Is Methadone Maintenance Treatment Right for Me?

One of the most common treatments available today for drug addiction is methadone maintenance treatment.

This form of therapy involves taking methadone on a daily basis to stave off opioid withdrawal effects and prevent you from getting high on other opioids.

Once a person starts methadone, other drugs like heroin won’t have any noticeable effects.

While it sounds like a miracle drug, methadone isn’t the best choice for everyone. Here are some things to consider before committing to methadone therapy.

Still not sure if methadone is right for you? Call us at 800-891-9360(Who Answers?) to tell us your story, and our specialists can help you find the treatment that’s right for you.

Can You Handle Daily Trips to the Clinic?

Methadone Maintenance Treatment

Call our toll-free helpline to see if you’re a good candidate for MMT.

Because methadone has a long half-life, you only need to take one dose a day in order for it to be effective.

Unfortunately, because methadone has a high chance for addiction, it is only dispensed from verified clinics. This means you can’t get a prescription filled from the pharmacy and take doses leisurely at home.

Instead, you will have to drive to a local methadone clinic on a daily basis to receive your dose. There’s simply no way around it.

Therefore, for people that don’t have a car or can’t be relied on to make daily trips, methadone might not be the right choice.

Can You Handle Methadone Side Effects?

While methadone has relatively mild side effects, they might be troublesome to some people. The most common methadone side effects include:

  • Drowsiness
  • Dizziness/lightheadedness
  • Mood swings or anxiety
  • Dry mouth
  • Headache
  • Flushing of the face
  • Nausea
  • Constipation

In severe cases, methadone can also cause liver problems, respiratory depression, decreased heart rate, or comas. If you experience any of these severe problems, your doctor will probably discontinue methadone and suggest an alternative treatment.

Are You Pregnant?

While methadone has been used for years to treat pregnant women, scientists have now discovered that it can sometimes cause neonatal abstinence syndrome in babies.

Because the baby shares the mother’s blood supply, methadone can be passed through the placenta that connects them. If the mother keeps using methadone through the entire pregnancy, her baby might be born dependent on methadone.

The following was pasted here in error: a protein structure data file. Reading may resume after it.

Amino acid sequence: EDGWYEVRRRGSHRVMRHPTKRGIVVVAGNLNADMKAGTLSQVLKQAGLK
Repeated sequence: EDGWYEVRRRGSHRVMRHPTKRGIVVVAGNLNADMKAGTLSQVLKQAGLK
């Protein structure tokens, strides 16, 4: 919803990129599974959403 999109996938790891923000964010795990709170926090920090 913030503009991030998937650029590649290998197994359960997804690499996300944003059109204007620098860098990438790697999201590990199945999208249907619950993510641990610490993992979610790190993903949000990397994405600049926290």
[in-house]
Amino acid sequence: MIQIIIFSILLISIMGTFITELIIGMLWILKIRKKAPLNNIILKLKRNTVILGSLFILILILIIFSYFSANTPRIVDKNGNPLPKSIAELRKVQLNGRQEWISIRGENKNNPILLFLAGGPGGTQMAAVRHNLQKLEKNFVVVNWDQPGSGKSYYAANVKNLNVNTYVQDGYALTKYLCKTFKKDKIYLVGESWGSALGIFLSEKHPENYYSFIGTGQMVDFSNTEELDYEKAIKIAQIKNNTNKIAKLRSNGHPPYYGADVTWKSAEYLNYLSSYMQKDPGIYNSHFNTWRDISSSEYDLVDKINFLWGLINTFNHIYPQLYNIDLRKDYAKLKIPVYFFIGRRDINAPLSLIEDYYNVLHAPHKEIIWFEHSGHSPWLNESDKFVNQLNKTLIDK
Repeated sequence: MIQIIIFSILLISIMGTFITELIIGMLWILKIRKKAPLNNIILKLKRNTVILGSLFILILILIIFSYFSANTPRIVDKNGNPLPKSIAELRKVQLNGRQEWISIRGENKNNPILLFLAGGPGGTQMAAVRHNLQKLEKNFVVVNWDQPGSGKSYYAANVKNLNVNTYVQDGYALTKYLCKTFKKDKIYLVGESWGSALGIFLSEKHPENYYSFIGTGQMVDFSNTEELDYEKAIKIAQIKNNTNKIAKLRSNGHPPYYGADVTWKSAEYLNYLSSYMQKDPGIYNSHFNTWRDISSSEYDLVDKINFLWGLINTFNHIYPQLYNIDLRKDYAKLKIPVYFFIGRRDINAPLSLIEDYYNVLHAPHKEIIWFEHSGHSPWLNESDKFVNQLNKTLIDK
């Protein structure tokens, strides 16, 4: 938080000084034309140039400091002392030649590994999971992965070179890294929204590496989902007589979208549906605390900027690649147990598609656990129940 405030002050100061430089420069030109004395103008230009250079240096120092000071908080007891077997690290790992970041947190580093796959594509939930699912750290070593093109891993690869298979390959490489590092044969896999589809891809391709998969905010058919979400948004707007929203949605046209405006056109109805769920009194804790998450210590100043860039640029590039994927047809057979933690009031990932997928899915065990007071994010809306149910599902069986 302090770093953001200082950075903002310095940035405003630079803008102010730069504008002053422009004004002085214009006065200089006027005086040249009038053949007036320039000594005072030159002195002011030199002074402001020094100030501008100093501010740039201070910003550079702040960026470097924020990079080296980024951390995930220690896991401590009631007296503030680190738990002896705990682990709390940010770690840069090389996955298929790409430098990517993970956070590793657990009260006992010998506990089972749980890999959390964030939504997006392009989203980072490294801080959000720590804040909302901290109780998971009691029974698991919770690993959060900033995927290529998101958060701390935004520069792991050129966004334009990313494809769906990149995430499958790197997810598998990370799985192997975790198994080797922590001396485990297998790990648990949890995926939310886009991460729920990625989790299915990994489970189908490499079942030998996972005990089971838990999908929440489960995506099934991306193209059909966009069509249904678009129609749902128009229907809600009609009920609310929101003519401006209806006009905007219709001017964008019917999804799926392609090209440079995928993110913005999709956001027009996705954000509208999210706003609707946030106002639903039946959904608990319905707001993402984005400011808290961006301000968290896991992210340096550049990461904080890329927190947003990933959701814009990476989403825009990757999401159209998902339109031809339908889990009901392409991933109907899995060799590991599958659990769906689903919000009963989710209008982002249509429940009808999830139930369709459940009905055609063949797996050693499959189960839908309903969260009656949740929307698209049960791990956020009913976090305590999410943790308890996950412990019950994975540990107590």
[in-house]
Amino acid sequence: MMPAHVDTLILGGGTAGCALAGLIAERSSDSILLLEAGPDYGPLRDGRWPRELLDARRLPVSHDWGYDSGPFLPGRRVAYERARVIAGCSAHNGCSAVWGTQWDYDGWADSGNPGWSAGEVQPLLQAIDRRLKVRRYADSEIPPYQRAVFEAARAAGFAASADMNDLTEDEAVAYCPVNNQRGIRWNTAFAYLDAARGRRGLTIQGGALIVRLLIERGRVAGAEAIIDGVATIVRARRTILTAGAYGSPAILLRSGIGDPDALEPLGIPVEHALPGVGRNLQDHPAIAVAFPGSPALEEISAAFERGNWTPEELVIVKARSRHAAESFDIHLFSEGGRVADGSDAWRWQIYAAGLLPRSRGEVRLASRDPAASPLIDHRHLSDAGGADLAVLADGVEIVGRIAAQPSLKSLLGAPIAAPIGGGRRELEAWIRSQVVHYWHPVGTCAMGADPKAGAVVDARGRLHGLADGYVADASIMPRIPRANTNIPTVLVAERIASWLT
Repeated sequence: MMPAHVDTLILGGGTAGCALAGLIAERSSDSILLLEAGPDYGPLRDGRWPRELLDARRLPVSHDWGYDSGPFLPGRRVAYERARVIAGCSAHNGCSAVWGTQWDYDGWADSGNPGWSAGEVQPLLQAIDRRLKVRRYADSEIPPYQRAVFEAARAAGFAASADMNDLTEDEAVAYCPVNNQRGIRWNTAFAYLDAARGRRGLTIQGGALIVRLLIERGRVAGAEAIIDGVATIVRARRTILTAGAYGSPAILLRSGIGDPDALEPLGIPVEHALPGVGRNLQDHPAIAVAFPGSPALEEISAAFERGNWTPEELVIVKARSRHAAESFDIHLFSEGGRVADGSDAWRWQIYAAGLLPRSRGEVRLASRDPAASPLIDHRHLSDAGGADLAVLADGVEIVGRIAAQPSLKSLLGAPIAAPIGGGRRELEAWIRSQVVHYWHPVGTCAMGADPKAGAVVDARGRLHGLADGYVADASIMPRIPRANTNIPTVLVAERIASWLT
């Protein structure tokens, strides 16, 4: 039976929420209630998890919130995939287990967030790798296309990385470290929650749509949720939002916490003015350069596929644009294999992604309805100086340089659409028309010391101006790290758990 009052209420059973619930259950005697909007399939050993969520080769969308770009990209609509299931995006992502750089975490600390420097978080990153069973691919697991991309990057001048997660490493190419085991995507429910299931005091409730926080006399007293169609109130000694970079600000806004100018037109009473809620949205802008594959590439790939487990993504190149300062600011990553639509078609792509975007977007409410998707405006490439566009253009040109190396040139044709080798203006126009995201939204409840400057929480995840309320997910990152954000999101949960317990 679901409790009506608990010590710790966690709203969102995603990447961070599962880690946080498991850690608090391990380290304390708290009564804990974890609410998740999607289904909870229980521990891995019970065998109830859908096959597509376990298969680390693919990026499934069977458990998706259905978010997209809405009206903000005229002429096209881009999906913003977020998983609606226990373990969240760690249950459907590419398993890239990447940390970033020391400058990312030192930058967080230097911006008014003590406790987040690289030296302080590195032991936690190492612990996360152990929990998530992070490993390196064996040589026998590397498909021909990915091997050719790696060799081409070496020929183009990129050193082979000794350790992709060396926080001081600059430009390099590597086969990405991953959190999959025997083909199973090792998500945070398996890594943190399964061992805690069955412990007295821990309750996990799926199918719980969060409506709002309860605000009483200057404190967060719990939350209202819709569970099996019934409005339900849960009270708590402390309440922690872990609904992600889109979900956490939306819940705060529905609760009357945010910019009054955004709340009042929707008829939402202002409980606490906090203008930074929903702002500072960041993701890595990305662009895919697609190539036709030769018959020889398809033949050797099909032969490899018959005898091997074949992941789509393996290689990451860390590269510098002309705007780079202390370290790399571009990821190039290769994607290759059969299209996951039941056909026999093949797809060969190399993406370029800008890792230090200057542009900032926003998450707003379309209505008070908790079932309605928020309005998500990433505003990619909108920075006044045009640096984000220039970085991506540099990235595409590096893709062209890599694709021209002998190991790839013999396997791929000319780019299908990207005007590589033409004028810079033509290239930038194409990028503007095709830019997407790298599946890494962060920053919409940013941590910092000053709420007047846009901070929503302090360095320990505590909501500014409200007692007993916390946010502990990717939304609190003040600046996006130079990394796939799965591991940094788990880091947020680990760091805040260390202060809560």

This will cause the baby to experience withdrawal symptoms such as:

  • Diarrhea
  • Fever
  • Blotchy skin
  • Rapid breathing
  • Problems sleeping
  • Crying and sucking excessively
  • Seizures

To avoid all of this, it’s probably best to stay away from methadone if you are pregnant or thinking about becoming pregnant in the near future.

Methadone versus Suboxone: Which One is Right for Me?

Can You Afford the Cost?

Unfortunately, methadone maintenance therapy isn’t cheap. Estimates show that for the average patient, it will cost $4,700 per year for the therapy.

While this sounds like a lot, think of it in terms of investing in your future. Without getting into the treatment you need, you probably won’t have a future at all.

Depending on if you have health insurance, your services might also be covered. Before getting too dismayed over cost, check with your doctor to see what financial options are available.

As you can see, there are certain people for which methadone might not be best. However, for the majority of opioid drug addicts, methadone is a fine treatment to help them put their addiction to rest for good.

If you’re ready to get started and find out more about how methadone can help you, call us now at 800-891-9360(Who Answers?).

How Our Helpline Works

For those seeking addiction treatment for themselves or a loved one, the helpline is a private and convenient solution.

Calls to any general helpline (non-facility specific 1-8XX numbers) for your visit will be answered by American Addiction Centers (AAC).

We are standing by 24/7 to discuss your treatment options. Our representatives work solely for AAC and will discuss whether an AAC facility may be an option for you. Our helpline is offered at no cost to you and with no obligation to enter into treatment. Neither nor AAC receives any commission or other fee that is dependent upon which treatment provider a visitor may ultimately choose.

For more information on AAC’s commitment to ethical marketing and treatment practices, or to learn more about how to select a treatment provider, visit our About AAC page. If you wish to explore additional treatment options or connect with a specific rehab center, you can browse top-rated listings or visit SAMHSA.